A recent bout with laryngitis showed me some very interesting things. For one, there are other ways to get a rowdy child’s attention than raising my voice. Listening is underrated, and worshiping comes directly from the heart, not from the amount or quality of sound. I wonder what would happen if we were all forced to show our intentions rather that fill up our lives with words….
The town was ordinary in every way until silence spent a few weeks inside its walls. It first infected Mina when she gathered her harvest together to sell at the market. Baskets of apples, squash and onions peeked over the brims as the quiet vapor entered her breath and settled inside. Step after step warmed her body and fueled it for the infection that settled in her throat.
As Mina sold her produce to practically everyone in town, they took home the silence as it slid along the apples and into their homes.
In the morning, as the call of ambition awoke the town, each shuffled into their own kitchen with appetites for a hot drink and a remedy.
While Mina tried to get her children dressed and fed, they could not capture their words to tell her of their sore throats or any other need. Little Mae was the exception. She couldn’t loose a voice she didn’t have. She smiled at Mina and signed about her whiny siblings.
With hugs given and kisses blown, Mina left Joel, her oldest, in charge while she left to buy supplies at the drugstore.
Furious gesturing and writing of messages filled the busy town. The loss of control threw the residents into a hurricane of impatience. Mina hurried through the town and headed back towards home. The only voices she heard on her walk were from those with feather and fur. The raw sound of creation touched her so deeply that she had to sit down and listen.
At the Saturday evening service, the congregation gathered in the park like they do until the first snow fall. Waves of light danced over the crowd being warmed by the fire pits. Mina snuggled with her family, hoping the town would understand the message tonight. Restless shuffling and anxious glances mingled with the silence.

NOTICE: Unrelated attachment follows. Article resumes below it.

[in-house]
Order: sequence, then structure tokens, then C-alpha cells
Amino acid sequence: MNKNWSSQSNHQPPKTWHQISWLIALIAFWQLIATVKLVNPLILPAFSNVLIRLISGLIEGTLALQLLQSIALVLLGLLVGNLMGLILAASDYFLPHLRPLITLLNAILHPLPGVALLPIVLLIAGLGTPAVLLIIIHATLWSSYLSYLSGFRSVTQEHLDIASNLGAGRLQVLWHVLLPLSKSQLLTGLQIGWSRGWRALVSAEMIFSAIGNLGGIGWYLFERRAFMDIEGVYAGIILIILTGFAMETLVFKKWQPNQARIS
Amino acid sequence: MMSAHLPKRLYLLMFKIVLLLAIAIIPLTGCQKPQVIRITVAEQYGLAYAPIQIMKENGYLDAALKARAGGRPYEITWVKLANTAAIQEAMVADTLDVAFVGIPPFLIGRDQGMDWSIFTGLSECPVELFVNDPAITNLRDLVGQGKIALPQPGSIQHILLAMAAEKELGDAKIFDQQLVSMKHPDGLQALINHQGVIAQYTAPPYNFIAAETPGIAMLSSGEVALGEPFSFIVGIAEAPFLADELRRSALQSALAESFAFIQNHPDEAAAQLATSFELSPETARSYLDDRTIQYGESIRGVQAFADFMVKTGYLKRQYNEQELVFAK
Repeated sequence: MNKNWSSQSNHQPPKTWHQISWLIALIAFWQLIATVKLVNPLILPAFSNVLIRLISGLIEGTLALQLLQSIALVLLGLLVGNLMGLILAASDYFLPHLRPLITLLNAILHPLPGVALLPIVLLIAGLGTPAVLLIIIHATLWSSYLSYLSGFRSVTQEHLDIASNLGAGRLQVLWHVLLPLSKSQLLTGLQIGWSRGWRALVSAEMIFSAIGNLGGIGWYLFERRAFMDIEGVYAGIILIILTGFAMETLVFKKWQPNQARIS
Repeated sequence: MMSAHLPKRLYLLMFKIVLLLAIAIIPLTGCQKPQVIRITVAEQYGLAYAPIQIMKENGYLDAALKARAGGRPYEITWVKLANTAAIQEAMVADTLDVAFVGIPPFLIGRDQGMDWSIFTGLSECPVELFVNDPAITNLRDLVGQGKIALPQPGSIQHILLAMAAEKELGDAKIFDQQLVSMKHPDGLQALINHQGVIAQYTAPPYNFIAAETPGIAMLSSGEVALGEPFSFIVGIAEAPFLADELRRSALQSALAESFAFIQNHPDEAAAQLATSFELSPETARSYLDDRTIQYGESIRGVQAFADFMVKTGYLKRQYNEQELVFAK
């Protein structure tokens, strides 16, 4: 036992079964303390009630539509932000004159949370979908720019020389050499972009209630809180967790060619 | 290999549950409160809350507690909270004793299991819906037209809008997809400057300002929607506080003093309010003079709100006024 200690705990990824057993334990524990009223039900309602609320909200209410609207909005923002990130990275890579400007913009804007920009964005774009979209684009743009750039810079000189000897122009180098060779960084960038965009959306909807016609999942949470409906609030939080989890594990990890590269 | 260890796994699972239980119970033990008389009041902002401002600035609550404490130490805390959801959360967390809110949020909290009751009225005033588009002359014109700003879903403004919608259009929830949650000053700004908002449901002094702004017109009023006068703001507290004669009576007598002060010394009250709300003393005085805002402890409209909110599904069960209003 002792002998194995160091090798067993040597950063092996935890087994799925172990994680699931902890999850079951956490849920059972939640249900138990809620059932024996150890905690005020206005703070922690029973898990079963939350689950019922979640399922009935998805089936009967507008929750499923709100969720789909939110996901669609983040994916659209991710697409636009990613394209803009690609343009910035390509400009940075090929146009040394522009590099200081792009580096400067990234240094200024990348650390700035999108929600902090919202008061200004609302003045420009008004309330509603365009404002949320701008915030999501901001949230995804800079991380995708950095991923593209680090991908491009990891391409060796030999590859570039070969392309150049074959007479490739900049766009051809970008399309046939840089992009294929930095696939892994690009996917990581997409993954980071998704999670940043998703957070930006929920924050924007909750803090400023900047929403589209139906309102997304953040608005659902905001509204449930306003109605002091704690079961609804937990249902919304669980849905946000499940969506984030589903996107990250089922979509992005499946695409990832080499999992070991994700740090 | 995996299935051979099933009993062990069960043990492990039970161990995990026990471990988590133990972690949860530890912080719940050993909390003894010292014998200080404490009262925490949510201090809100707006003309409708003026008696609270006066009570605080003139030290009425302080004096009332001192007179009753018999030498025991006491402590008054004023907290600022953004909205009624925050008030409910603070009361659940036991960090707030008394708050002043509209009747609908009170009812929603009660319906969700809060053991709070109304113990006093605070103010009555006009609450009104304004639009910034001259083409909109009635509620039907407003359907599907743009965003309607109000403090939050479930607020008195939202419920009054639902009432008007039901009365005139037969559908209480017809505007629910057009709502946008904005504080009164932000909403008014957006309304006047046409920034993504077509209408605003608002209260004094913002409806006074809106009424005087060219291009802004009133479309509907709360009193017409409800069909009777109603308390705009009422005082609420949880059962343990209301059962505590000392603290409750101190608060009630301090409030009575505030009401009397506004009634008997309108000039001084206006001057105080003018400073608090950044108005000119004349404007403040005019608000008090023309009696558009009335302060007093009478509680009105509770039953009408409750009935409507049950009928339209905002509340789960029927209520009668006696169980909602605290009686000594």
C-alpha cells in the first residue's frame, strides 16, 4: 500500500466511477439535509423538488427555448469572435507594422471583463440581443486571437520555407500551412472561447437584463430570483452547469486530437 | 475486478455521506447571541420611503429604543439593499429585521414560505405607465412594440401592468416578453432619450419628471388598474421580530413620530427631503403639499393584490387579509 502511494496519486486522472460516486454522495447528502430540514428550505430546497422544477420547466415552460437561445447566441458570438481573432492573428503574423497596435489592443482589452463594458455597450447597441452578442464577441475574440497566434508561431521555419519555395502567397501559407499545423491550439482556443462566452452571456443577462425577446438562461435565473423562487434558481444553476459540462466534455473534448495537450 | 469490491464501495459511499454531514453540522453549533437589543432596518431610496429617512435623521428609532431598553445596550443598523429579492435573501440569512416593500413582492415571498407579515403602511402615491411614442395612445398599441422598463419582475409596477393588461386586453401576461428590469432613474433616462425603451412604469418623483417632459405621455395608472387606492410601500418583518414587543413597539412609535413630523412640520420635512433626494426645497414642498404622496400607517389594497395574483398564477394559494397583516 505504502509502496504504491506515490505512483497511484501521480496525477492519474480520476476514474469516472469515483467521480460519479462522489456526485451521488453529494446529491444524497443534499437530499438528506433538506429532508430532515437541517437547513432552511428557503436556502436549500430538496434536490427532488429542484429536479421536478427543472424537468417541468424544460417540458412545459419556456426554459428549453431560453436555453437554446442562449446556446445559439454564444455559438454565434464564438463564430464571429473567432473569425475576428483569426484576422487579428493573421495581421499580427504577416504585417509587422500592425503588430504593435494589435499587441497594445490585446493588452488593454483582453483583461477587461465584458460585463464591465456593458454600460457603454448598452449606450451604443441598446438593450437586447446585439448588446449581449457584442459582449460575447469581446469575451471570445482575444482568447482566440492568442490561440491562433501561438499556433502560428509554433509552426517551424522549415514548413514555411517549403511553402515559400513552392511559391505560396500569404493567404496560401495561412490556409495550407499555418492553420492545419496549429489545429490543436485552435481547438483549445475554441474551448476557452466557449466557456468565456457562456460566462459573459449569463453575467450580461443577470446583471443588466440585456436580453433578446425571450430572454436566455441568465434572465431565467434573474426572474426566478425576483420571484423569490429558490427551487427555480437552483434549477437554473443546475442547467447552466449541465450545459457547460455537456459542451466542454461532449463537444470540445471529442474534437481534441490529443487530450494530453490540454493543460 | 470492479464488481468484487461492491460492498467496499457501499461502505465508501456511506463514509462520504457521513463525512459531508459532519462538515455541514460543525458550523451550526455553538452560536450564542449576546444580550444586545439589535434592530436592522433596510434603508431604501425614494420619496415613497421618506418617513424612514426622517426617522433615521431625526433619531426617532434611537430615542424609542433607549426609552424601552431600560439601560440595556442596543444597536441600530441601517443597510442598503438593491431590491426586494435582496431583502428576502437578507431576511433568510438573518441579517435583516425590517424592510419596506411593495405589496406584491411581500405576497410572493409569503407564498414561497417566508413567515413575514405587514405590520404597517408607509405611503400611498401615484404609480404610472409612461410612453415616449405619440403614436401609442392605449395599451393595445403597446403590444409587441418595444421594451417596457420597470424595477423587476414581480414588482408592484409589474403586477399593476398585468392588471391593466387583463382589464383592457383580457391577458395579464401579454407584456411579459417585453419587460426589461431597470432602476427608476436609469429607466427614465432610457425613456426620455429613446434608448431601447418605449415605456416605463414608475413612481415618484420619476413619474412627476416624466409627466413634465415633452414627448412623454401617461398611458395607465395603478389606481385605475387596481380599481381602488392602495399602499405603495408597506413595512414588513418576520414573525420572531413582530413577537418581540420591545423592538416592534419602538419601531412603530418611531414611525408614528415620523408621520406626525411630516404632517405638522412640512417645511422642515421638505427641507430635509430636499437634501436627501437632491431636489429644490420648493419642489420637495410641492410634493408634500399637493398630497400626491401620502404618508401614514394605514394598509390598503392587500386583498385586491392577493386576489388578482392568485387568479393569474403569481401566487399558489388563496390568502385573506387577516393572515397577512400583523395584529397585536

Pastor Jim, burly and calm, stepped onto a stone bench and held his arms wide, a candle in each hand. He smiled and looked around the crowd. Noel, his wife, stepped next to the bench, arms and candles like his. From in front of the old oak, and every corner of the park, someone stood, flickers and arms embracing the congregation. A basket of candles made its way around the crowd as they dipped wicks into fire and waited for guidance.
Seven guitarists walked to the center of the park and sat on benches. For the first time, Mina’s children sat still, absorbed in the ceremony amidst them. She pulled little Mae to her feet and knelt down, looking into sweet green eyes. “Are you ready?”
Mae nodded, reflections of light crowning her auburn hair.
The two made their way to the guitarists. A nod and arms held wide, Mina started the music. Deep wooden utterances, like those trees that were shaped into instruments, strummed into the hearts of the mute. Chords were so masterfully played that the missing words among the people were forgotten and hearts rose to join creation.
Mina and Mae sang with their hands. They sang from the depths of their souls, making an inaudible language into a dance. The glow from the fires bathed them in light; red hair and white dresses, flames of glory. The town, shed of egos, were led into authentic praise. Filled with the spirit of Him who shaped them out of the dust, they rose together and worshiped on holy ground.
“You are the light of the world. A city on a hill cannot be hidden. Matthew 5:14
God is greater then our struggles. He is greater than our screw-ups and flaws. He can take something ugly and use it to shine His beautiful light on the world. Stop looking at the flaws and live in His miracles.
Have you found a roadblock that led to a blessing? Tell us your story in the comments!